Image for article: The legacy of Karl Lagerfeld


The legacy of Karl Lagerfeld

During the ’90s there was barely a glossy magazine that didn’t feature Karl Lagerfeld draped in supermodels. His death this week offers a chance to reflect on the fashion powerhouse’s influence on design, style and feminine sophistication.

Image for article: Darren Weir and integrity in racing


Darren Weir and integrity in racing

Trainer Darren Weir’s fall from grace over the possession of electronic shock devices has stunned horse-racing enthusiasts both here and overseas. But could it help efforts to clean up the sport?




“Transfer from the Endangered Category to the Extinct Category.”

Melissa Price The environment minister announces the first extinction directly attributable to climate change, the Bramble Cay melomys. The transfer was noted in a table at the foot of a media release entitled “Stronger protection for threatened species”.


“It is astounding that Australians waste over $9.3 billion a year on drugs.”

Michael Phelan The chief executive of the Australian Criminal Intelligence Commission expresses his shock at the findings of a recent wastewater drug survey. According to anyone who’s seen the Portaloo lines at the Melbourne Cup, the figure is far too low.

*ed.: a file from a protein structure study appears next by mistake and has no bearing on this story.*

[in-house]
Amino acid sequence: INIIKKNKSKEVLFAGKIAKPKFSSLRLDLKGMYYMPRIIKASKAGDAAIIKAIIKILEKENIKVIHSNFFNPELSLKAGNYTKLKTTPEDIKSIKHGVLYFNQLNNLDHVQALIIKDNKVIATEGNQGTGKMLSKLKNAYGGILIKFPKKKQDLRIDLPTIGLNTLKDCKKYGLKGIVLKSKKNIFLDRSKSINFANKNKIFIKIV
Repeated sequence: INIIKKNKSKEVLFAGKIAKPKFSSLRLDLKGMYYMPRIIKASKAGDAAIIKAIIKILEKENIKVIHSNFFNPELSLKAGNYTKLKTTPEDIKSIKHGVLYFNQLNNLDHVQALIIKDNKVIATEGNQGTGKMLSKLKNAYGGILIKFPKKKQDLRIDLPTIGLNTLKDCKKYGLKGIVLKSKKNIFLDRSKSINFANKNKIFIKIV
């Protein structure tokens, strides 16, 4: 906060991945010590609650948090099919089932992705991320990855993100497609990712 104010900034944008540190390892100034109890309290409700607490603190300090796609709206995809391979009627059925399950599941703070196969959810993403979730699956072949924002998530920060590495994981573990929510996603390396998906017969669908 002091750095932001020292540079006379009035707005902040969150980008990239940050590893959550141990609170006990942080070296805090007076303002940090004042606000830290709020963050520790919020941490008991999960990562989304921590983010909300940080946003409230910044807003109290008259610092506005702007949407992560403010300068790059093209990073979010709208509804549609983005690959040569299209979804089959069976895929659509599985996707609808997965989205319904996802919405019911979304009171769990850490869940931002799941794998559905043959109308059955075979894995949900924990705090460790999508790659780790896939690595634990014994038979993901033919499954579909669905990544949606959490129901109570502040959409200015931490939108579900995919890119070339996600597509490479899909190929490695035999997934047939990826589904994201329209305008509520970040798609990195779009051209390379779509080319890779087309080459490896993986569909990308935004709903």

“He’s very… charming. And, um, he’s quite good looking, like… he’s got very beautiful eyes.”

Jenny MorrisonThe registered nurse opens up about life, love and family now her husband, Scott, is the prime minister. Here, though, she is actually talking about Prince Harry.


“They have to give birth in Perth!”

Mark Dreyfus The shadow attorney-general laments the lack of medical services on Christmas Island. Unlike denying someone asylum, making them go to Perth is a true human rights abuse.


“Who is this supposed to have caused people to think bad thoughts about?”

John Bolton The lawyer unsuccessfully argues a free speech defence against Blair Cottrell’s conviction for inciting hatred, contempt and ridicule of Muslims. Definitely not his client, who chose to protest against a Bendigo mosque by beheading a dummy.


“I didn’t think it was a big deal.”

Danielle VagnerThe Kookaï co-founder pleads guilty over an incident in which she crashed into a house, causing an estimated $200,000 in damage. To be fair, someone going on an alcohol and Valium-fuelled Range Rover joyride isn’t exactly a rare occurrence in South Yarra.